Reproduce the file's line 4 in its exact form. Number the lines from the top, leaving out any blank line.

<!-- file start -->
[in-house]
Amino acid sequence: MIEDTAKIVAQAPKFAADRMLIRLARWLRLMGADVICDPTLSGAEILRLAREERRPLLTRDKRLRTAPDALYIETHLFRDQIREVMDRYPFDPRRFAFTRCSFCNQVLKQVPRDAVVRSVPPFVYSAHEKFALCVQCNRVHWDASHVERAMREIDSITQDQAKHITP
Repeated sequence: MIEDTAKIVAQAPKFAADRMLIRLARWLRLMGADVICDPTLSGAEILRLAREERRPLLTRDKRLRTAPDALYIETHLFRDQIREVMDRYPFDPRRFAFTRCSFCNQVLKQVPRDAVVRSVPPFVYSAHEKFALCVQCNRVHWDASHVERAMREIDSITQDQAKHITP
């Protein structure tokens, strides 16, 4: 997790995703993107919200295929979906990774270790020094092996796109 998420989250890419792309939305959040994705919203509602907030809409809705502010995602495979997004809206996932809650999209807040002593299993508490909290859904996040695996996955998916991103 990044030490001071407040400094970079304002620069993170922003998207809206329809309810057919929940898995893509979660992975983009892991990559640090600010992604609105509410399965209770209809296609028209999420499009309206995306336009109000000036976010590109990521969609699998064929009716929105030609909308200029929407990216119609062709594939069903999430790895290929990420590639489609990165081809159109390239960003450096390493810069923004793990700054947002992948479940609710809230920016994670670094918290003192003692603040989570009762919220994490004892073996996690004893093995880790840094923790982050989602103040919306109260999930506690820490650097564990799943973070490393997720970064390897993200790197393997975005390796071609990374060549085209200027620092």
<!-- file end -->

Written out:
């Protein structure tokens, strides 16, 4: 997790995703993107919200295929979906990774270790020094092996796109 998420989250890419792309939305959040994705919203509602907030809409809705502010995602495979997004809206996932809650999209807040002593299993508490909290859904996040695996996955998916991103 990044030490001071407040400094970079304002620069993170922003998207809206329809309810057919929940898995893509979660992975983009892991990559640090600010992604609105509410399965209770209809296609028209999420499009309206995306336009109000000036976010590109990521969609699998064929009716929105030609909308200029929407990216119609062709594939069903999430790895290929990420590639489609990165081809159109390239960003450096390493810069923004793990700054947002992948479940609710809230920016994670670094918290003192003692603040989570009762919220994490004892073996996690004893093995880790840094923790982050989602103040919306109260999930506690820490650097564990799943973070490393997720970064390897993200790197393997975005390796071609990374060549085209200027620092």